Critics on the left and right – ranging from self-proclaimed socialist Senator Bernie Sanders to the editorial page of The Wall Street Journal – have argued that politics can play an alarming role in the decision making process. Ex-Im’s Fiscal Year 2013 Advisory Committee includes Christine Gregoire, governor of Washington, where the company was founded, and Owen Herrnstadt of the International Association of Machinists and Aerospace Workers, which is the chief union that engages in bargaining with Boeing and represents tens of thousands of its workers. Is it any wonder Ex-Im has been dubbed “Boeing’s Bank”?
So far the clues to an answer are not encouraging. More than 4 out of 5 dollars Ex-Im backed in 2012 went to one company: Boeing.
5) How has Ex-Im addressed criticisms that by helping to underwrite loans for firms like Boeing, which sells to foreign airlines, the institution is attempting to pick losers and winners in the marketplace? As far as aircraft go, the losers are often U.S. air carriers, one of whom complained that Ex-Im’s practices cost the domestic airline industry up to 7,500 jobs and $684 million per year.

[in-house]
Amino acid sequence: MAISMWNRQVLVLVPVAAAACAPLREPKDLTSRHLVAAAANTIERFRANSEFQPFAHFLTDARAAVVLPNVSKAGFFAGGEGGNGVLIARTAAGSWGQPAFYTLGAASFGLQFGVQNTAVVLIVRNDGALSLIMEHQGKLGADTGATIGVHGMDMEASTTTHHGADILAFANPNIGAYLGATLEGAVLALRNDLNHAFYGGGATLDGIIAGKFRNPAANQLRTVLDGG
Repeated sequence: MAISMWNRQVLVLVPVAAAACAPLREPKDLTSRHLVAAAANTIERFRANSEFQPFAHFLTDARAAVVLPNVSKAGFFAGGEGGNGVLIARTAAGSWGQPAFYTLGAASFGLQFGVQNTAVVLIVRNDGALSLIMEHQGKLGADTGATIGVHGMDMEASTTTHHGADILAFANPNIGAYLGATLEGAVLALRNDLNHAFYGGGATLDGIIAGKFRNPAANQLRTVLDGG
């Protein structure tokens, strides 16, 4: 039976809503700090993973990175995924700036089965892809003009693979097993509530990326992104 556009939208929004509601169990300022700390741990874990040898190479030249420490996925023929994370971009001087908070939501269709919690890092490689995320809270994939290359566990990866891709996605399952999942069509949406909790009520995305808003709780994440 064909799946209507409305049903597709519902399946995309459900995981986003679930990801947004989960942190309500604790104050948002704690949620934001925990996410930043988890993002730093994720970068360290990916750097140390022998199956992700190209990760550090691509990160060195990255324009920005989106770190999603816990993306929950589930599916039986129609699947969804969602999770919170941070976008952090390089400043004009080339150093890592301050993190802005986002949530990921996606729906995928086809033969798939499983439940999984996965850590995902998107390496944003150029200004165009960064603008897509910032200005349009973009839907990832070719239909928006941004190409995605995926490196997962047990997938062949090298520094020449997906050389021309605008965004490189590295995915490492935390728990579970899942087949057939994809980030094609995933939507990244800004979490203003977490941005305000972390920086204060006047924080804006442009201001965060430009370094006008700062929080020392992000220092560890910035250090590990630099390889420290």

There are at least a dozen more questions that should be asked on behalf of taxpayers, not just in hearings like the one held yesterday but every day programs like Ex-Im are allowed to perpetuate. Ultimately, however, Ex-Im’s biggest quandary is this: to prevent a massive taxpayer bailout, the Bank must often balance its portfolio by financing established companies that are already highly profitable in the first place, which only discourages the very same new entrants to the export market that U.S. policymakers hope to entice. (Or worse, the practice encourages those prospective entrants to visit Washington with an outstretched hand).
Yesterday leaders on both sides of the microphones – Fred Hochberg and his Senatorial inquirers – took rhetorical stabs at the issues of reforming Ex-Im. But much more than words will be needed to follow through on the modest transparency and accountability overhaul Congress called for in the bank’s reauthorization last year. In fact, while we’re on the subject of words vs. deeds, maybe Congress could go one better than disclosure requirements and just wind down Ex-Im altogether, as Rep. Justin Amash (R-MI) proposed through legislation in 2012. Until then, that giant grinding sound you hear coming from the gears of Washington’s corporate welfare machine will continue. And you’re along for the ride.